Ayòbámi Adébáyò was was in her early 20s when the bus she was travelling on from her job in an engineering institute took a detour to avoid rush-hour traffic in the Nigerian city of Ife. “We cruised through this neighbourhood that was really impoverished, where I hadn’t been before. I remember being astonished that it was there. This was a city I’d been living in since I was about eight and I didn’t know anything about it at all,” she says. She took the memory with her when, shortly afterwards, she flew out to the UK to embark on a new life as a writer.
The ramshackle district, so different from the one in which she had grown up as the daughter of a hospital doctor, gave her a setting for one strand of the second novel that fans of her bestselling debut Stay With Me have spent six long years waiting for. Well, it’s been a busy time, she says over Zoom, from her home in Lagos. Not only did she have to manage the globe-trotting demands of becoming the new star of Nigerian literature, feted in the New York Times, and interviewed in both the Paris Review and Vogue, but she also got married and gave birth.
It’s 10am in Lagos when we speak, and she breaks into a doting smile as her son, now nine months old, tries his best to attract her attention from the sidelines. She delivered the final version of A Spell of Good Things less than a week before he was born. “It was right up to the wire. I think everyone was a bit surprised that I finished it,” she says. Begun before the publication of Stay With Me, while she was still doing her MA in creative writing at the University of East Anglia, it is a very different sort of novel. Where Stay With Me told a closely focused story about the impact of childlessness and sickle-cell disease on the life of a young couple trapped in the husband’s traditional family, A Spell of Good Things deals with political corruption, social injustice and domestic violence. It has a big cast of characters, and is charged with an explosive satirical energy as it brings the personal and the political crashing together.
A Spell of Good Things is also set in a different period of Nigerian history – not the military dictatorship of the early 1980s under which the troubled marriage of Yejide and Akin plays out in Stay With Me, but in the chaos of a newly restored democracy in the early years of the new millennium. In one strand, the family of a young boy called Eniolá struggle to survive after his history teacher father loses his livelihood, and his mental health, to devastating cost-cutting layoffs in schools. In another – informed by the experiences of Adébáyò’s own sister as an overworked junior doctor – Wúraolá, the daughter of a wealthy family, attempts to square her parents’ traditional expectations with the life of a modern career woman. Their paths cross in a tailor’s shop where Eniolá sweeps the floors and Wúraolá’s glamorous mother sweeps in to arrange the dresses for her daughter’s betrothal ceremony.
From early childhood Adébáyò, who was born in 1988, absorbed a family interest in politics. “We would go to church on Sundays and pick up four papers and spend the rest of the day reading them and talking about what was going on.” She recalls the excitement leading up to elections: “I remember becoming more aware of the structures of power in Nigeria, and being excited for myself about voting for the first time. Then thinking: ‘Well, what did that mean?’” For her own family, some things had improved in the new democracy, because her mother had a job, as a doctor, and had only two children to feed. But it was a very different story for those directly affected when the redundancies were made across Osun State, where the family lived. The new state government didn’t think humanities subjects were necessary, she explains. “A generation of teachers in the public school system were just retrenched overnight. I had a friend whose mum was one of them, and she suffered with depression for a long time after that. There were families with two teacher parents who both killed themselves,” she says. In A Spell of Good Things, Eniolá’s resourceful mother is reduced to begging from her more successful siblings, who are contemptuous of her “idle” husband. As the family’s poverty deepens, Eniolá loses his place at his private school with disastrous results.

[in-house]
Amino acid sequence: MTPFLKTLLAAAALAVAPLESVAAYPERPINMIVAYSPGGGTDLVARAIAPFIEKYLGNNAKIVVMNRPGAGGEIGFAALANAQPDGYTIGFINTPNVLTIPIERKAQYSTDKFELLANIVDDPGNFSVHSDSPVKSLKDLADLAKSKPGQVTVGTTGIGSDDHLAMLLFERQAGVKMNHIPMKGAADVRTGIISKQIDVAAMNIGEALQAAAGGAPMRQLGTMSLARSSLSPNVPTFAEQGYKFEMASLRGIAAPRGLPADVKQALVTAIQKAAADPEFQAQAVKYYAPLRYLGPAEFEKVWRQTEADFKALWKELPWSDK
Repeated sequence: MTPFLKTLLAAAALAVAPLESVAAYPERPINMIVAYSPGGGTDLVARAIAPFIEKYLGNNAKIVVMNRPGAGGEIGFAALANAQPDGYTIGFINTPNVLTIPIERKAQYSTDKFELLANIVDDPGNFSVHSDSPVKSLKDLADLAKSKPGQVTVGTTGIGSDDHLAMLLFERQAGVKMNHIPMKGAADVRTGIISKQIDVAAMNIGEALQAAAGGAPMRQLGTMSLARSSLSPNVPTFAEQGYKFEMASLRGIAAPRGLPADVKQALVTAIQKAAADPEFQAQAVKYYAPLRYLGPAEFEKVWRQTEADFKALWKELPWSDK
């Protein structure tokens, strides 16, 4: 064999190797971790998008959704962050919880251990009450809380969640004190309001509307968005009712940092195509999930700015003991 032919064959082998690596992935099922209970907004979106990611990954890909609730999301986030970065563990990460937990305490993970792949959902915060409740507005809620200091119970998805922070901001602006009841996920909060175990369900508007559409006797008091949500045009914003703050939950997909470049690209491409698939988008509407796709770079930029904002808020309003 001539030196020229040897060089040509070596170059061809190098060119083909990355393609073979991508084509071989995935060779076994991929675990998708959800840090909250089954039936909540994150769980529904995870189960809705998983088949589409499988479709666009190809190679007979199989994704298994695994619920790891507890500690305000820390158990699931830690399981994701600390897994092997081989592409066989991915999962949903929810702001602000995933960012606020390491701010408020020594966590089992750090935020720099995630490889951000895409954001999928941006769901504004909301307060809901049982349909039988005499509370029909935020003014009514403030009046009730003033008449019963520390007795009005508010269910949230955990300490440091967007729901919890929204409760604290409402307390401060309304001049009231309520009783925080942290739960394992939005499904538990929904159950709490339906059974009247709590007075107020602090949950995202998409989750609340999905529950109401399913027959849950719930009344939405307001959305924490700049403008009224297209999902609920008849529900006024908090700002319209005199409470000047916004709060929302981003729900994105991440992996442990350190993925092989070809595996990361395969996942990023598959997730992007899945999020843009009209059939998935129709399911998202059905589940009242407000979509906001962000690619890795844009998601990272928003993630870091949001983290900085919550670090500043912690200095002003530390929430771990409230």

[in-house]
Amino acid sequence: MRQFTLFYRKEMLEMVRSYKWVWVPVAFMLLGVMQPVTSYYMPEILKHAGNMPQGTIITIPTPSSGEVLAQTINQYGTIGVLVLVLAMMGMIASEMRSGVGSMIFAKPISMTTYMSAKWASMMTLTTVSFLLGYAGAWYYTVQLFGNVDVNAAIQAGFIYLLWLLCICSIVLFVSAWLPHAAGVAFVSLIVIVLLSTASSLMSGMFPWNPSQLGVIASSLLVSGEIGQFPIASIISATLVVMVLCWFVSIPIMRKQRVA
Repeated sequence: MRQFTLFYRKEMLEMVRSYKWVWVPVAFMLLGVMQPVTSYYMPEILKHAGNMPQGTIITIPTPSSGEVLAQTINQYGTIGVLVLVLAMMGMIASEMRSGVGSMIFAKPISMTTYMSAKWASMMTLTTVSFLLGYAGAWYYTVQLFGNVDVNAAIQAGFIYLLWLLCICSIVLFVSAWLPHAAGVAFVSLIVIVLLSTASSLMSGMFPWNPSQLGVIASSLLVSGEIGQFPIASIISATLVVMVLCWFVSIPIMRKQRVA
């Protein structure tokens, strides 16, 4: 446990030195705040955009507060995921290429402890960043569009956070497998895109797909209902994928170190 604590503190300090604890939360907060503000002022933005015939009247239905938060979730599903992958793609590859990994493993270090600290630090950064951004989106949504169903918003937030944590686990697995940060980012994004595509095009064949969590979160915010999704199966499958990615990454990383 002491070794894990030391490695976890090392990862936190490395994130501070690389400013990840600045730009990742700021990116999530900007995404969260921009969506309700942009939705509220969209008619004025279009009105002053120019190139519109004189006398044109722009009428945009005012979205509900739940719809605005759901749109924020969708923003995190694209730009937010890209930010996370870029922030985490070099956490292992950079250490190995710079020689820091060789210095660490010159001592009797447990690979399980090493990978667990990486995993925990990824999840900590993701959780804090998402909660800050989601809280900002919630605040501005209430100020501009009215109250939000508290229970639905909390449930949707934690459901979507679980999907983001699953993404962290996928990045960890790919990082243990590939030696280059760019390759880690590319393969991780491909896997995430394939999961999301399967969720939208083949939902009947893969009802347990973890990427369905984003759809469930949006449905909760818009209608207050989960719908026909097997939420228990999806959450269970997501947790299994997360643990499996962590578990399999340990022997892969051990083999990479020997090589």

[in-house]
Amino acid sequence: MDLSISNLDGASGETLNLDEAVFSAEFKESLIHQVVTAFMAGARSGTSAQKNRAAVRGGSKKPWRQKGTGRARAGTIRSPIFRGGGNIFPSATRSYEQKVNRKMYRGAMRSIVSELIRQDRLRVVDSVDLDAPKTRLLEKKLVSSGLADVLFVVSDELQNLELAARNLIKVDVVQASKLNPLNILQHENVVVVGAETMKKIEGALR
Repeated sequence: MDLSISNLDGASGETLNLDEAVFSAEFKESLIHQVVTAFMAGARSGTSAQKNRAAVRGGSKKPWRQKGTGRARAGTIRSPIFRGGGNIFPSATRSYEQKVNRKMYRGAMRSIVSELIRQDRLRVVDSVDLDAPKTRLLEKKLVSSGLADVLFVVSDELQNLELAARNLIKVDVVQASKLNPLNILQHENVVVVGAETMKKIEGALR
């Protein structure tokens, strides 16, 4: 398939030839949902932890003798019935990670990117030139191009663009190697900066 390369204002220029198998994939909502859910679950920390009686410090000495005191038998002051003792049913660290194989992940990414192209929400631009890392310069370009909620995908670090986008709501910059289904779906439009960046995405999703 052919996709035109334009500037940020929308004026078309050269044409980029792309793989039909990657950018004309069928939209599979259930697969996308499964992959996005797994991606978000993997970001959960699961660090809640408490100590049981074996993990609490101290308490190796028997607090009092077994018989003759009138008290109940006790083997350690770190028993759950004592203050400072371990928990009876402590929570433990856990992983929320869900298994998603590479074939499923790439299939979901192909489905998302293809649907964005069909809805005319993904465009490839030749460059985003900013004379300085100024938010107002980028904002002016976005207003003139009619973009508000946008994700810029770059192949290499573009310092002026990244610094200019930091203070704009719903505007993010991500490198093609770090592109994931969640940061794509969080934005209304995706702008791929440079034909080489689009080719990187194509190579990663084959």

Adébáyò started her own secondary schooling at one of the public schools to which Eniolá is consigned, because – though most families who could afford to sent their children to fee-paying schools – the university circles in which her parents moved had social principles. Her mother had been educated in one. But the demoralisation of the early 2000s was so bad that even those teachers who survived wouldn’t always bother to turn up for classes, so after two terms Adébáyò was moved to a private school. “There were casualties that happened in that window of time that I wanted to sit with in this novel,” she says. “Sometimes I think, in relation to Nigeria, that there are so many small tragedies that the collective consciousness can’t process all of them, and they just keep happening and falling away.”
There are so many small tragedies in Nigeria that the collective consciousness can’t process all of them
For all its concentration on the difficulties of
day-to-day life in the west African country, the novel rings with the confidence of a literary culture that has commanded the world stage for decades now. Each of its four sections is introduced with epigraphs from the work of writers she admires: Teju Cole, Helon Habila, Chika Unigwe and Sefi Atta. By her early teens Adébáyò had already read most of the classics in the Heinemann African Writers Series, which her mother would buy from the university bookshop. “She said to me: ‘If you’re going to be a writer, you need to read all this.’” But Wole Soyinka and Chinua Achebe were of a different generation. “I remember the first time I walked into a supermarket in Ife, and I saw [Atta’s] Everything Good Will Come. It was the first contemporary Nigerian fiction I had ever come across,” she says.